I just can’t bring myself to finish Jim Butcher’s newest Harry Dresden novel, Ghost Story. This frustrates and confuses me, because I’ve enjoyed every book in the series up to this point. This one continues the same dynamic character tensions and intricate situations, and takes the series’ backstory to new levels. So I certainly can’t say the book is any less good than its predecessors—just the opposite, if anything.
Yet I stalled out around page 225, and I can’t bring myself to pick it up again. Why the sudden change?
It’s not just Harry Dresden I’ve strayed from. A friend put me onto the first Dresden novel back in the spring of 2008, and I read all the series in print as fast as I could. The concept impressed me so much that I started snapping up every author I could: Kat Richardson, Seanan McGuire, Thomas E. Sniegoski, Caitlin Kittredge, Jes Battis. As with any genre, some authors really stunk up the joint. But others were quite smart, inventive, and engaging.
I read my last urban fantasy novel in mid-December 2010. I’d read them at a rate of about four per month for over two-and-a-half years, squeezing them in amid grad school requirements, more sober novels, and other “serious” reading. When I put the last one down, I had over half a dozen waiting for my time. A couple were half-finished, the rest waiting for me to start. And I made a good-faith effort to start. Believe me, I tried.
Maybe I burned myself out. If I overloaded on urban fantasy, I have no one but myself to blame. But considering what a glut these hard-boiled fantasies have been on the market recently, why hasn’t the entire genre burned out? Is there no critical mass beyond which readers cannot handle the saturation? Evidently not.
The problem must be me.
Publishers crank these books out so rapidly that the authors have little time to finish one before they must start the next. These companies, many of which began as labors of love by small entrepreneurs who expected only minimal returns, are now owned by multinational conglomerates. And their corporate overlords demand such extravagant returns that international drug lords would blush.
But we can’t blame publishers alone. Sure, they demand ceaseless reiterations of what they already know the market will bear, but that market consists of real humans who buy books. If authors have become factory hands, assembling uniformly predictable product, surely they do so because they know readers will buy it. Inoffensive blandness may curl my hair, but it also ensures a bottomless revenue stream.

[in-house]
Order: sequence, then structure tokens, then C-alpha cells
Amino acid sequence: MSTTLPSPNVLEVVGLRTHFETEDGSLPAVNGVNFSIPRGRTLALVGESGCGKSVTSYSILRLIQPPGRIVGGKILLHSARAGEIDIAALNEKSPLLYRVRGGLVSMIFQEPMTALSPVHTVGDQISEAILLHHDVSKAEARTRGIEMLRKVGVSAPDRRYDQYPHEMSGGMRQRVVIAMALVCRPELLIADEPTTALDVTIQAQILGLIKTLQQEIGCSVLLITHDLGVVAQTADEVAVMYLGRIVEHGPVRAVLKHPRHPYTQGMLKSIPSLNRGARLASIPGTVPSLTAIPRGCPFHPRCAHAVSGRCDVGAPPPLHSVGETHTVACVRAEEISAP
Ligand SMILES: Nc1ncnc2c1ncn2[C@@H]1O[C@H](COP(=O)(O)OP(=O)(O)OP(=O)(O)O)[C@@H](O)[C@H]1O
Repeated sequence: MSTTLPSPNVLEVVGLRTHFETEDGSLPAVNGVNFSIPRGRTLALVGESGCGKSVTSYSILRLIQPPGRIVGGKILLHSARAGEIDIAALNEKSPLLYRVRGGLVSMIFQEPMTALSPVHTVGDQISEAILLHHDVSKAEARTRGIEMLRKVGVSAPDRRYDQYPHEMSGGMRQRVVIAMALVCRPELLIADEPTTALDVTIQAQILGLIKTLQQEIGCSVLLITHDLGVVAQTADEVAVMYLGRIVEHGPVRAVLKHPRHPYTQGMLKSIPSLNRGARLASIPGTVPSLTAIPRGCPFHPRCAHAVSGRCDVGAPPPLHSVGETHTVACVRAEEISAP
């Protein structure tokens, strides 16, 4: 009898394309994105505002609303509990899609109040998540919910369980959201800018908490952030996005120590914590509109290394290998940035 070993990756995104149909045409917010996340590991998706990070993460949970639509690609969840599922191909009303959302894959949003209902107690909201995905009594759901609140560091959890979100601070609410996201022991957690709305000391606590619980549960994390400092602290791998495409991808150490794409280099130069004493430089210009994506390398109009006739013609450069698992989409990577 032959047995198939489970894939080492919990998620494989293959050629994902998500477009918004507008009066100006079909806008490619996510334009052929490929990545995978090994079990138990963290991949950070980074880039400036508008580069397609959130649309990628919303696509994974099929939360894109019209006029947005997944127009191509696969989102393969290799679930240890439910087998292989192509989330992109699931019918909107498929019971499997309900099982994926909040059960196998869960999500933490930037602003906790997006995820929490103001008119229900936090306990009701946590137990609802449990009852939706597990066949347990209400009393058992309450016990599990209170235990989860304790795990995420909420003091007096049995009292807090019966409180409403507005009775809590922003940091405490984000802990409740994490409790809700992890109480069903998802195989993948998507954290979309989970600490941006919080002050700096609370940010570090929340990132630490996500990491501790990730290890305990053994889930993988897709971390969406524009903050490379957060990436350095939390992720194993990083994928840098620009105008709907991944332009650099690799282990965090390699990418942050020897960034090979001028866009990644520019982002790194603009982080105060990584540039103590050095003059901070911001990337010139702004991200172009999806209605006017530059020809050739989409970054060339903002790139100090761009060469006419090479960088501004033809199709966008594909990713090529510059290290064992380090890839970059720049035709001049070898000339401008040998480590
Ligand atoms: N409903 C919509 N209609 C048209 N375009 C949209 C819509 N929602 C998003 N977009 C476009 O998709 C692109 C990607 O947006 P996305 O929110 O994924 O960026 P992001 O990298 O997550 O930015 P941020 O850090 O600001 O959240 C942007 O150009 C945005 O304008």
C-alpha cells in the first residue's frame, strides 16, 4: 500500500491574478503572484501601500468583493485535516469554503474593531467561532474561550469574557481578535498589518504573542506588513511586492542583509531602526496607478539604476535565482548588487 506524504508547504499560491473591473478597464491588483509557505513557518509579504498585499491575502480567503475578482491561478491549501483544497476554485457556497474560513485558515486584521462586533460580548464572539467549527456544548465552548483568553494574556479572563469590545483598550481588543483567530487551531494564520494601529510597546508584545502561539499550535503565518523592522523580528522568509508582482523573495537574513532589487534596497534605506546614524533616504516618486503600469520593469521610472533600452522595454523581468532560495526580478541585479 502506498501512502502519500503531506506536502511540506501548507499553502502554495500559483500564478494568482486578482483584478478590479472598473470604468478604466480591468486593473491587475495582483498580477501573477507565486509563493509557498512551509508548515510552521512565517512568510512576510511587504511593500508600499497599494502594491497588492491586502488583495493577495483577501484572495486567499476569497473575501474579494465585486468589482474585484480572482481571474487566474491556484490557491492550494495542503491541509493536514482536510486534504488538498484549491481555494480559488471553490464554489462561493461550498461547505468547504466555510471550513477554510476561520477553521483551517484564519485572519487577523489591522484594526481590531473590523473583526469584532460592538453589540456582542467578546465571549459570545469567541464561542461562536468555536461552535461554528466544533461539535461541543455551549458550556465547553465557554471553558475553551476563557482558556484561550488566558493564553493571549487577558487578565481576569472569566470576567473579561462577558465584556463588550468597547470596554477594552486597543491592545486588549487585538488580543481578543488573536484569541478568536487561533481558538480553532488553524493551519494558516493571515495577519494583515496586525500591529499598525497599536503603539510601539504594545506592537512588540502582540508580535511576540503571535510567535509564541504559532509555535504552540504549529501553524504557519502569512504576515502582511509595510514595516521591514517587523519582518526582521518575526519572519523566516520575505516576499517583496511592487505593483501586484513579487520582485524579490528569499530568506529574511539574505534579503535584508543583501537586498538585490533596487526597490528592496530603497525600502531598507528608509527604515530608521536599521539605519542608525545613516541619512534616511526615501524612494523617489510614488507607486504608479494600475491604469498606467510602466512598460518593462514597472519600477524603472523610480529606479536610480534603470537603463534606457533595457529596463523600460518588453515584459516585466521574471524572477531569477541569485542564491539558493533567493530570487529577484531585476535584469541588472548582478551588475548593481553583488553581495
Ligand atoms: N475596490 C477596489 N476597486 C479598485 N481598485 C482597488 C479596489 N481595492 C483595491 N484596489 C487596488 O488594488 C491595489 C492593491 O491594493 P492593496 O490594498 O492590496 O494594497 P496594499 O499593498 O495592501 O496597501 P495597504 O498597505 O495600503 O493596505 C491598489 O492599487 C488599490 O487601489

Yet people like urban fantasy because it contains at least the germs of an older fantastic form—which is far from safe. As Richard Mathews asserts in Fantasy: The Liberation of Imagination, fantasy’s founding myth-makers knew their greatest popularity when their work was at its most unsettling. Consider the conflict between the secularist William Morris and the Christian George MacDonald.
Even better, consider the writers who brought the genre to maturity in the 20th Century. Writers like Robert E. Howard, whose classic Conan lashes out against metaphorical agents of the Gilded Age. Writers like JRR Tolkien, whose best works reflect trench soldiers’ fears in World War I. Writers like Lloyd Alexander, who discovered the timelessness of Welsh myth while facing life’s transience during World War II.
The best fantasy is often mischaracterized as bucolic, when at root, it’s profoundly unsettling. It deals head-on with life’s finitude in ways that “realistic” fiction cannot. Like all good literature, good fantasy is slightly threatening. But too many readers want to be soothed like kittens. And paperback publishers, like candy makers, sell anything their customers buy, even if it’s bad for them.
Perhaps I’m the outsider, because I like challenges. As I've said before, I want reading fantasy to be like visiting a foreign country, getting lost on unfamiliar streets, and trying to order coffee in a strange language. Plenty of fantasy still provides that. And while Jim Butcher’s Harry Dresden may lack the epic magnitude of Howard’s Conan or Tolkien’s Aragorn, he at least challenges me from time to time.
But those challenges now come too infrequently. I want authors to push themselves harder, so they can push me harder. I want them to take me farther. I want to continue growing. The current crop of paperback writers, including Jim Butcher, just don’t offer that. And Butcher’s newest sits on my bedside table, months later, still unfinished.